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Tuesday, November 8, 2011

Unlocking Transmedia Narratives With Tech, Cults, And A Little Paranoia | Fast Company


"...I see kindred spirits in author Michael Grant and Alex LeMay, a TV and film producer who runs a Chicago-based company that creates multimedia for books. Grant may be the biggest-selling author you never heard of. Author (and co-author with his wife) of 150 books that have sold more than 35 million copies worldwide, Grant pens paranoid thrillers set in dystopian worlds, characterized by mass delirium, conspiracies, cults, phobias, plagues, shadowy guerrilla groups, and war--kind of like high school. Which may account for his audience: mostly teenagers.

Half a dozen years ago Grant, now 57, was feeling hemmed in by the limitations of print when he, too, had a vision. Physical books’ days were numbered, he realized, and when digital came it would completely upend publishing. Not just the business--which would be decimated by big-name authors bypassing traditional publishers in favor of doing it themselves and keeping the lion’s share of revenue for themselves--but the art form. Merely porting text on a page to a screen wouldn’t make full use of the media. Instead, he saw it as a way to unlock narrative from the constraints of a text-only canvas, and this offered glorious possibilities. Rather than dickering over the rights to a song to include in a book, why not offer the actual song as an audio clip, and layer in video and photos? While he was at it, he could create separate platforms with teeming communities built around a story and create a universe where readers become characters. Suddenly the book becomes a living, breathing, mutable endeavor where each audience member chooses his or her own path through multiple narratives...."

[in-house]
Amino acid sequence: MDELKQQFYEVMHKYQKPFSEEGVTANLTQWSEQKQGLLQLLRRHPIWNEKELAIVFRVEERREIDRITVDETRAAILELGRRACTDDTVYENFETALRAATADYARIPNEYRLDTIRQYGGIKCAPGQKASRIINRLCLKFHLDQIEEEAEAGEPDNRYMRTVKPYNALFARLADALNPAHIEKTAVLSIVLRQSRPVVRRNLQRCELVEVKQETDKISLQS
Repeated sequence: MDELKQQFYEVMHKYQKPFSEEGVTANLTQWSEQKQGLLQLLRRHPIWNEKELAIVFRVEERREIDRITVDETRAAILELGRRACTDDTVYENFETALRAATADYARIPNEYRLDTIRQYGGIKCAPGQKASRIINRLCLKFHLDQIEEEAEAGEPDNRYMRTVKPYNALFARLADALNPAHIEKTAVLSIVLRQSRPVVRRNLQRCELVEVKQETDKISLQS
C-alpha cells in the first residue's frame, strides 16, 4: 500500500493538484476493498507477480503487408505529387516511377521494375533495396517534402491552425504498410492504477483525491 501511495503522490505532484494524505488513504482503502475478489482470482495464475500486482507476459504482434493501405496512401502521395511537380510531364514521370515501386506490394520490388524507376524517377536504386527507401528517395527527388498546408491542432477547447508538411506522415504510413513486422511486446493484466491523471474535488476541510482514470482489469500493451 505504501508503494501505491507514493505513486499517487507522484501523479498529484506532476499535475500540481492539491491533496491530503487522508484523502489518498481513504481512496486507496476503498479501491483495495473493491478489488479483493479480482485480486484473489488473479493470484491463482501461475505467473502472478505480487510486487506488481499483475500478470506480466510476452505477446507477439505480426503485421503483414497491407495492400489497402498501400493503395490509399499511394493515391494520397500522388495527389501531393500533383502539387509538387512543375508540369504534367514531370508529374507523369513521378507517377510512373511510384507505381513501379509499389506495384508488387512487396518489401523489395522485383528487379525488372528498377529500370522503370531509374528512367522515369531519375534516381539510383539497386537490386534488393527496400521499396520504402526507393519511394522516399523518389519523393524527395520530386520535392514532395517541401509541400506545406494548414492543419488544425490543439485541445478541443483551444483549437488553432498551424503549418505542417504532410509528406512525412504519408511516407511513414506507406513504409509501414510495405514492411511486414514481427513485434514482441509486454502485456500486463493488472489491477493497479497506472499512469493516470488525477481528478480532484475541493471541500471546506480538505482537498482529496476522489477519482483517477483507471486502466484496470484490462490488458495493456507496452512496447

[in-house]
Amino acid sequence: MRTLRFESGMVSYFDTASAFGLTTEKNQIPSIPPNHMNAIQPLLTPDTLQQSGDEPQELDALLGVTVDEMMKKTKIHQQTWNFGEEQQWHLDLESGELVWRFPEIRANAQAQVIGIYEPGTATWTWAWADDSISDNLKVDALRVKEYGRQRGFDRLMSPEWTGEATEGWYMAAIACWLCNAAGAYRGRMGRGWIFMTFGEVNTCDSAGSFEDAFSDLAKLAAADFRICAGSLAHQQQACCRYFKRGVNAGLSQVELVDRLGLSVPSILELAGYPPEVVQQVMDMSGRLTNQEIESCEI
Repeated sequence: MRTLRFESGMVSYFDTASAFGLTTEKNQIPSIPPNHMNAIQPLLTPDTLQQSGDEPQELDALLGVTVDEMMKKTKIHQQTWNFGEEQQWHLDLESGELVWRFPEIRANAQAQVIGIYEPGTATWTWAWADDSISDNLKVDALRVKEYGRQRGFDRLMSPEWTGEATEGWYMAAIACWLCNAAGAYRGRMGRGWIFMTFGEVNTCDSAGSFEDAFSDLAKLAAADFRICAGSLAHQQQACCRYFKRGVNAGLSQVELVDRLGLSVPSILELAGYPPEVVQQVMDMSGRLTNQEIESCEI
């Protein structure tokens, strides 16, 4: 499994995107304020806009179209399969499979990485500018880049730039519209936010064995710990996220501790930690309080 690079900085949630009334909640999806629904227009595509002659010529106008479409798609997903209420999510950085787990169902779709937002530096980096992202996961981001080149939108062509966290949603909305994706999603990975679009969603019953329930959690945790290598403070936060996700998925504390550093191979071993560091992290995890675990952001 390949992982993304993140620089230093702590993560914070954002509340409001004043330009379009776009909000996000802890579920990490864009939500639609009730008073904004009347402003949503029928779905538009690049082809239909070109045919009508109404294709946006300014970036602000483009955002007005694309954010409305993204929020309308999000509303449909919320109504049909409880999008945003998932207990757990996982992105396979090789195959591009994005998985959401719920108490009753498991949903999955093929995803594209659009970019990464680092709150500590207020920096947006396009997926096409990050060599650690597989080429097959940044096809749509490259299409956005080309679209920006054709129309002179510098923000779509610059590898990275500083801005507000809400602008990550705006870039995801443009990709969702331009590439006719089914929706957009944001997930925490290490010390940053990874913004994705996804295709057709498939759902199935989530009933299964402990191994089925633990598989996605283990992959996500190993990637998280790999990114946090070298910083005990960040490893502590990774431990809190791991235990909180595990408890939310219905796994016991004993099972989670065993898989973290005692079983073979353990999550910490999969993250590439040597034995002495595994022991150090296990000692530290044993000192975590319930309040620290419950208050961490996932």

Posted via email from Siobhan O'Flynn's 1001 Tales

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